Whittier quake kept her stateside

Published 12:00 am Saturday, March 6, 2010

The recent earthquake in Chile led to some breakfast table talk that sent me to the Internet to look up Whittier, Alaska. As we discussed the strength of the Chilean quake (registered 8.8), my husband began reminiscing about an earthquake (registered 6) that occurred at the port of Whittier on Prince William Sound. He was an Army transportation supply specialist there in 1954-55. The facility closed in 1960.

We never knew how the 1964 Good Friday earthquake in Anchorage, some 60 miles away, had affected Whittier. Was it wiped out? No, but there was extensive damage from tsunamis that caused waves to reach 43 feet. Today Whittier has connections to Anchorage and the Alaskan interior by highway and rail. It is a port of call for cruise ships and a tourist attraction, offering fishing, hunting, and winter sports.

During my husband’s tour of duty, approximately 800-900 troops lived in a huge concrete structure. Besides the barracks, it housed a mess hall, theatre, rifle range, commissary, and post exchange with a cafe. He was asleep in the third floor barracks when a loud roaring that reached deep in the ground awoke him. Everything shook and trembled and the power, generated from the military electrical plant, failed. He realized what was happening and jumped up, asked the Lord to stop it, and rushed downstairs with others in the barracks. It was slowly subsiding by the time they reached the first floor. He remembers only one aftershock.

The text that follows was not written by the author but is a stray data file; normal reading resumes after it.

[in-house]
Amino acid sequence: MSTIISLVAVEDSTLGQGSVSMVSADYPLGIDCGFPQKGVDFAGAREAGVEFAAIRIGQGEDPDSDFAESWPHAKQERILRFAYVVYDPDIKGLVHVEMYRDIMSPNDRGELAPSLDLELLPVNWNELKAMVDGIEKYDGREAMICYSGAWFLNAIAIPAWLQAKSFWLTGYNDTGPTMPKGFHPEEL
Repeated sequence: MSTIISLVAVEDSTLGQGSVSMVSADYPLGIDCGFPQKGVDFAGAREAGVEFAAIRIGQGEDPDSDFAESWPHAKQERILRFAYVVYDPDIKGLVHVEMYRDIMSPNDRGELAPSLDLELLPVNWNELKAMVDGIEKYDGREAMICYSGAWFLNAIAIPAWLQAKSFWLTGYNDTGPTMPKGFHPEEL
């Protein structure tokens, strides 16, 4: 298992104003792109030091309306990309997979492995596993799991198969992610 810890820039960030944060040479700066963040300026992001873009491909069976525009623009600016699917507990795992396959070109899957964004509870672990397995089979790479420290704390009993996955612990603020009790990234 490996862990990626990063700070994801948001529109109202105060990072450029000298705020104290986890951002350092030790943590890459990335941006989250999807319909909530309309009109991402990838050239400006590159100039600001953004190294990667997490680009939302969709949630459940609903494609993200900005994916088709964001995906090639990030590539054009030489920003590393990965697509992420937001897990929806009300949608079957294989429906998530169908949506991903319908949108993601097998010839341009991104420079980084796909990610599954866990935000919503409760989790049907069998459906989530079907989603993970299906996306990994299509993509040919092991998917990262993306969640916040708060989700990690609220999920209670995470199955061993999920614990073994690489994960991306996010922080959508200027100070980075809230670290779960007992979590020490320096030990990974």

Over at Whittier Arms, the wooden two-story building where soldiers lived with dependents, people had dashed outside clad only in their night clothes. They stood shivering in the snow. They had heard the nails in the building pulled out and pushed back in by the terrifying earthquake force.

The day before the earthquake, my husband had received word that quarters would be available for our family at Whittier Arms. He had been there six months on a year’s unaccompanied tour; if we joined him, he would have to complete a two-year tour. He had planned to complete paperwork for me and our infant son to join him. On the day after the earthquake, he decided that it was best to leave his family in Alabama for six more months. He never filled out those papers. I never went to live in Alaska.

As I searched the Internet about Whittier, I noticed its rugged beauty and felt a little regret that I never saw it. Even so, it’s one of those places I might like to visit, but I’d never want to live there—especially when an earthquake occurs.